The term “gut bacteria” may sound odd but this bacteria normally lives in your bowels and is quite beneficial. International research has revealed gut bacteria could help in the prevention and treatment of health problems such as diabetes and obesity. Discover how gut bacteria, also known as “good bugs.” can be important for people with diabetes.
- Major health issues for people with diabetes include inflammation, insulin resistance and possible weight gain. A recent study showed a type of gut bacteria could help develop cutting edge treatments for metabolic disorders such as diabetes. Probiotics were shown to help gut lining functions. This could lead to a reduction in insulin resistance, inflammation and weight gain.
- Additional studies were done to research gastric bypass surgery and gut bacteria. The results indicated bariatric surgery can alter gut bacteria and help people to lose weight. This could be a benefit for people with diabetes who are combating obesity.
- One study showed gut bacteria may help with the development of insulin resistance. It also supported a connection between diabetes and gut bacteria. Ongoing research is being done to find out if a person’s gut bacteria are related to insulin resistance and diabetes and how it works.
- Inflammation is one of the reasons why people with diabetes are prone to developing heart disease. Different gut floras live in each person’s body. One study showed a link between gut bacteria, inflammation and cholesterol levels. Additional studies are being done to explore this link and whether certain gut bacteria can help reduce cholesterol levels and minimize the possibility of developing heart disease.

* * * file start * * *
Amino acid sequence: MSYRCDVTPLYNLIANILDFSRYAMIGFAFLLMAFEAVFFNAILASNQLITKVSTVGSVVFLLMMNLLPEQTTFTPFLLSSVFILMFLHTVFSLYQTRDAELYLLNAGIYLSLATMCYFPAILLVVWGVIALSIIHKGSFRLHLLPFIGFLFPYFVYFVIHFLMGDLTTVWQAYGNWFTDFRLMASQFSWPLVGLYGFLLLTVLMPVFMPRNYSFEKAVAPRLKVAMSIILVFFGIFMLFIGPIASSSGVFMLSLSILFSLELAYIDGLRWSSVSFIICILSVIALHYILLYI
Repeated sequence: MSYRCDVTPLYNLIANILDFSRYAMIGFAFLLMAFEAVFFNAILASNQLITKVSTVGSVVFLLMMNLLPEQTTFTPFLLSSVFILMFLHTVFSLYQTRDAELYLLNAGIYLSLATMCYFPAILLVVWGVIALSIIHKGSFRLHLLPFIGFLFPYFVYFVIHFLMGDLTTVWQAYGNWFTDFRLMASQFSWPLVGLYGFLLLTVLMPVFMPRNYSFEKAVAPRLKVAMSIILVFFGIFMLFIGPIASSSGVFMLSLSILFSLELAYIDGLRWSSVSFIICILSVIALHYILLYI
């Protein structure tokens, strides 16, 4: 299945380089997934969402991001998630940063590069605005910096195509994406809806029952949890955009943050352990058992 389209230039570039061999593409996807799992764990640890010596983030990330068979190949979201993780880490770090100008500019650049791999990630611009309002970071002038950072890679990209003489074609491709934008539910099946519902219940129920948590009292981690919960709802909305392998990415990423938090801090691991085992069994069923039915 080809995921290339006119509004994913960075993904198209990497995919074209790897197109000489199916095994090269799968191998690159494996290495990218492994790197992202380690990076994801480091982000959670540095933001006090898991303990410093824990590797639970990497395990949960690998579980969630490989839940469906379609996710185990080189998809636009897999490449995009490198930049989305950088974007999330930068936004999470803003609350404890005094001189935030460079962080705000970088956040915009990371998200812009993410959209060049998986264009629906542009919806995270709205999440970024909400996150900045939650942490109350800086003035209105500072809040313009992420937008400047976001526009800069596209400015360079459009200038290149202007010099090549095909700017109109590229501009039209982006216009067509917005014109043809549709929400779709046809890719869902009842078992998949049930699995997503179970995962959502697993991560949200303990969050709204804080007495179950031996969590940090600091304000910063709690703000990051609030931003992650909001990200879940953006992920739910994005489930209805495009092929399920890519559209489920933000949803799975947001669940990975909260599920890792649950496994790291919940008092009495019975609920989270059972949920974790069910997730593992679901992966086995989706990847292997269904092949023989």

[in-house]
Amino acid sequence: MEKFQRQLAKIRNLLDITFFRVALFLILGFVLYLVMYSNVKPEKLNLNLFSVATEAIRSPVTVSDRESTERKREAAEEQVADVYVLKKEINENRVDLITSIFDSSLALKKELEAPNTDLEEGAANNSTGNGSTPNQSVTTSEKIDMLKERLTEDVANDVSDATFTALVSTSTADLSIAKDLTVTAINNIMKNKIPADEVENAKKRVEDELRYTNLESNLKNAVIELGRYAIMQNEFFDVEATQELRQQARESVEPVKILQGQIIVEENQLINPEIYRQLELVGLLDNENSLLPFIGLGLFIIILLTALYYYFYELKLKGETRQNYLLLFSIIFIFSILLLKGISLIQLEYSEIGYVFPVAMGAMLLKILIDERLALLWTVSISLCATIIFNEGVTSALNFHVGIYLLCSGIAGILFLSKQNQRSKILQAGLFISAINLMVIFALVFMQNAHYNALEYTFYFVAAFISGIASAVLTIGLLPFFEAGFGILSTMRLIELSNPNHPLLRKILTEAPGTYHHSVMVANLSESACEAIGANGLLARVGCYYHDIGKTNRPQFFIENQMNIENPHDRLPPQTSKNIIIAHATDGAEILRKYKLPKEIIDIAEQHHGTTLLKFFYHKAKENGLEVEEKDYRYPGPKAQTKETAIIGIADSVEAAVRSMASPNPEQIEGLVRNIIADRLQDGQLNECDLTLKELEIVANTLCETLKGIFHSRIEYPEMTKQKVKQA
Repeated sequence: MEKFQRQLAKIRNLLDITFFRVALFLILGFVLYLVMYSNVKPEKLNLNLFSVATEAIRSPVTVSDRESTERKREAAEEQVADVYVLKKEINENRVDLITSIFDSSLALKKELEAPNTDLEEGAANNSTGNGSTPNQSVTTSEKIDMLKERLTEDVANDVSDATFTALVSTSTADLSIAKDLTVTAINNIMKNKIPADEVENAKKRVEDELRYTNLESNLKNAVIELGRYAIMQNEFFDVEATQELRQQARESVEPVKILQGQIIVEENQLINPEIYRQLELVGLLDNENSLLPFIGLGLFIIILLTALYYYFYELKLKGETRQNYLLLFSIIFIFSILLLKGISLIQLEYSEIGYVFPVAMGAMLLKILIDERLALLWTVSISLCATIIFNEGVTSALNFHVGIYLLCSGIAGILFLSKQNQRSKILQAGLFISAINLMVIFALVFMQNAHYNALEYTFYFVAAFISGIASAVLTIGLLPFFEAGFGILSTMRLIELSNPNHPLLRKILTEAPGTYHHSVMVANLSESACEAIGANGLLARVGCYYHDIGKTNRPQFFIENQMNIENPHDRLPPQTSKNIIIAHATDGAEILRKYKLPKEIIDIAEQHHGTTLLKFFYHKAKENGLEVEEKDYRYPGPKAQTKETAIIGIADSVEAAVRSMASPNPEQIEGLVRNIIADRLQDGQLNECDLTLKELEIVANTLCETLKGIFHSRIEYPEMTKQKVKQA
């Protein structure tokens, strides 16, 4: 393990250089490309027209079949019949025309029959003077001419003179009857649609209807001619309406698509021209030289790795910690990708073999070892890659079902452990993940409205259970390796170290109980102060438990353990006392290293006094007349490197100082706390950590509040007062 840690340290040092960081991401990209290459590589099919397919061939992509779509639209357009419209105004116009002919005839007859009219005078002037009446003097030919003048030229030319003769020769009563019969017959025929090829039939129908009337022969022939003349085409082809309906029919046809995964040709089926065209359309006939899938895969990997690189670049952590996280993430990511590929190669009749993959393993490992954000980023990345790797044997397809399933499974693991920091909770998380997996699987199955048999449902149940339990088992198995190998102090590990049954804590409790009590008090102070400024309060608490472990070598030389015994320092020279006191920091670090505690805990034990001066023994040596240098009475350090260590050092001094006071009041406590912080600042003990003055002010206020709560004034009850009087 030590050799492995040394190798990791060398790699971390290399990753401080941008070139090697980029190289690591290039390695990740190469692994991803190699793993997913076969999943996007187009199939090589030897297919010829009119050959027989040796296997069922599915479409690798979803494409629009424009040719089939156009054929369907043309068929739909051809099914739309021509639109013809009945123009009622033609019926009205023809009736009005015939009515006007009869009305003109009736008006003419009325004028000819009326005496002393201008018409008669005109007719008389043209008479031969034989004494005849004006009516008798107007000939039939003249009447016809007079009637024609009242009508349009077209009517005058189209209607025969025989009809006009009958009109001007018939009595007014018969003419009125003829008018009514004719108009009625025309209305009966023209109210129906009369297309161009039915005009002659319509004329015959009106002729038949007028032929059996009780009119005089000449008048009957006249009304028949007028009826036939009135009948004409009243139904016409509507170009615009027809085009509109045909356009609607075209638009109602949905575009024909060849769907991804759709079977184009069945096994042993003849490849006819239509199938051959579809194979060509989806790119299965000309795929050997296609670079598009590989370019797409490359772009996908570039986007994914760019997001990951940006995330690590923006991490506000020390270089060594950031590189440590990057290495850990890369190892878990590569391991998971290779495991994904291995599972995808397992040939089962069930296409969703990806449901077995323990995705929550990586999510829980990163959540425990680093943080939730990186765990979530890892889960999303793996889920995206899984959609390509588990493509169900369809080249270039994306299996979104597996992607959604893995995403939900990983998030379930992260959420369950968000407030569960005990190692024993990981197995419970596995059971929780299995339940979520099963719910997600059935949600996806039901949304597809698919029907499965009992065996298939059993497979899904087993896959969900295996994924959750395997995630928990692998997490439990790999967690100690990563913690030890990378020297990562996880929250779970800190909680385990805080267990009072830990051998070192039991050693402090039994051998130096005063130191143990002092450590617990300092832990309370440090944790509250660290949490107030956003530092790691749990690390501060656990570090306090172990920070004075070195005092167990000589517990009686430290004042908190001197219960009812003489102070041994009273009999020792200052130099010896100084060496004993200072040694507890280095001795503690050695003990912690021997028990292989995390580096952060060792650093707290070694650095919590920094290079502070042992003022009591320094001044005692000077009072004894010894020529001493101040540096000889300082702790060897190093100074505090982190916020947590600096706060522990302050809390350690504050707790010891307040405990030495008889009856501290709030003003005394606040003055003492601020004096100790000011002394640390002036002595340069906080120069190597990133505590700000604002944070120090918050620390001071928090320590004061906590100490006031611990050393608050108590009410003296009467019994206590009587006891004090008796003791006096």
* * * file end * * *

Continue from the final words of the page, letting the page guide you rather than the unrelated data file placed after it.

- Ultimately, the foods people eat can influence the gut bacteria they develop. Healthy gut bacteria in the intestinal tract can help the body digest and absorb essential nutrients and vitamins as well as combat toxins. Good gut bacteria can boost the immune system and help regulate metabolism.
- The goal is to have diverse gut bacteria for improved well-being. While genetics may play a role in our gut bacteria, we also have some control through healthy lifestyle habits. Research has shown that what we eat as infants may influence our gut bacteria in later life; those who were breast fed as infants tend to have more diverse gut flora as adults. It can help to have a well-balanced diet, exercise daily and quit unhealthy habits such as smoking. Foods shown to help improve your gut bacteria include blueberries, bananas, Jerusalem artichokes, broccoli, plain yogurt, beans and fermented foods including sauerkraut and kefir.
- Discuss the role of gut bacteria with your diabetes health care team. Work with a diabetes nurse educator or dietitian to help you develop a healthy diet based on your unique profile. Keep diabetes supplies on-hand to test your blood sugar levels regularly and determine your progress. Share the results during routine medical exams.
As researchers learn more about the links between gut bacteria, insulin resistance and inflammation, additional treatment options could become available for people with diabetes. A balanced diet, exercise and healthy lifestyle habits can help promote beneficial gut bacteria. It is amazing that these “good bugs” could be a key to better health.